“And so, my fellow Americans, ask not what your country can do for you; ask what you can do for your country.”
John F. Kennedy’s inaugural address 50 years ago today was brief (at 14 minutes seemingly shorter than an NFL timeout) but memorable, punctuated by that indelible line exhorting Americans to pursue careers and lives guided by public service.
Lines are more than a just a string of words. They have a context. The best lines are literally lifelines.
JFK had a mystical instinct that enabled him to connect with an audience. Part of it was his charm and good looks straight from central casting. Part of it was his eloquence.
Despite the stone-dust pallor of a half-century, his oft-cited challenge for Americans to take responsibility for something larger than themselves, to contribute to something larger than themselves, should leap to the next throat … and the next one … and the next one.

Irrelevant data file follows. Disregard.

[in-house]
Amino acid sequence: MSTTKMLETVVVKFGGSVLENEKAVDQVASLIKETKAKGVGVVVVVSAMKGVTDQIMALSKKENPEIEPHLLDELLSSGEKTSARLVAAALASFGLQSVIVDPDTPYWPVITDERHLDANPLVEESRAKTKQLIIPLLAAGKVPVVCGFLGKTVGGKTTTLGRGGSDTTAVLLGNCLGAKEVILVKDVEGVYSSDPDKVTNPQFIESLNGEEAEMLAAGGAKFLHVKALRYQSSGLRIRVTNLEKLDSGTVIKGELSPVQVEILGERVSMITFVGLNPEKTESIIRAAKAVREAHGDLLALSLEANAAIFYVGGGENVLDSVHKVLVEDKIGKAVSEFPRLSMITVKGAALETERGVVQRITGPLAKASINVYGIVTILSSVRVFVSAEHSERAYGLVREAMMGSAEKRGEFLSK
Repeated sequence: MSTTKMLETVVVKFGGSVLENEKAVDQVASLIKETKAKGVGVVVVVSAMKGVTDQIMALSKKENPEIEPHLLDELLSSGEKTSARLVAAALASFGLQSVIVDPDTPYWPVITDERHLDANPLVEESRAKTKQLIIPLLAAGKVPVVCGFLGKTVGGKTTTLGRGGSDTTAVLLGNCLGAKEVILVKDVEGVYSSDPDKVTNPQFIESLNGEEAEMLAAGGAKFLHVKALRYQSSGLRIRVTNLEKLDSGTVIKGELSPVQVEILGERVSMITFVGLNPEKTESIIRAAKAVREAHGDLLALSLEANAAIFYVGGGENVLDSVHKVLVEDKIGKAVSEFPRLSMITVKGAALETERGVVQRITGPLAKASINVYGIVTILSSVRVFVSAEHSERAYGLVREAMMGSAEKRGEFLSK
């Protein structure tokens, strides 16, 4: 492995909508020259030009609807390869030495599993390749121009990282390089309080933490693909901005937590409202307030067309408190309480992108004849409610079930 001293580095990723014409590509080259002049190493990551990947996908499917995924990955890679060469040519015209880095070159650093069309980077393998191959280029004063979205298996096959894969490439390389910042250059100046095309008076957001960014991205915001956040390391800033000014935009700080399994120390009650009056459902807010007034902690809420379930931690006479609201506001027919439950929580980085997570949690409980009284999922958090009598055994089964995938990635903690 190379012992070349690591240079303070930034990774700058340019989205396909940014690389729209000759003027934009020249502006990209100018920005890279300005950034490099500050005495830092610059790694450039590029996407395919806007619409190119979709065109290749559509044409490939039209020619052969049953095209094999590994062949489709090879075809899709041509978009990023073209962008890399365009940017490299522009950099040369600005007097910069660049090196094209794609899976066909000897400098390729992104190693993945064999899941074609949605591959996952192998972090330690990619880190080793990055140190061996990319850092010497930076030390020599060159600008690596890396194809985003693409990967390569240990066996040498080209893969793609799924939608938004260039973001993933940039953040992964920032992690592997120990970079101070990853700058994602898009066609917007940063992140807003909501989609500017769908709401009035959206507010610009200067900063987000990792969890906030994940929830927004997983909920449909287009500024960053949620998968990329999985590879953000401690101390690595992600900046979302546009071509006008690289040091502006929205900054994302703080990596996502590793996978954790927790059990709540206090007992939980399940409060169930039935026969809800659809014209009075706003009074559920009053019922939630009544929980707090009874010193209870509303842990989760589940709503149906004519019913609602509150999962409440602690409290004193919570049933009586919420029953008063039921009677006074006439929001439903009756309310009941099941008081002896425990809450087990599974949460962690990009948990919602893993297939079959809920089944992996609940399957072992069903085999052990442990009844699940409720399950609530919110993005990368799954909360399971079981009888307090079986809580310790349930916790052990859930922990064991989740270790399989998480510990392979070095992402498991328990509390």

Even until this day.
Every wave must begin with one molecule of water and every fire with a single spark. That single JFK sentence, buoyed by time’s retrospection, hopefully can launch a new wave of idealistic, not narcissistic, Americans.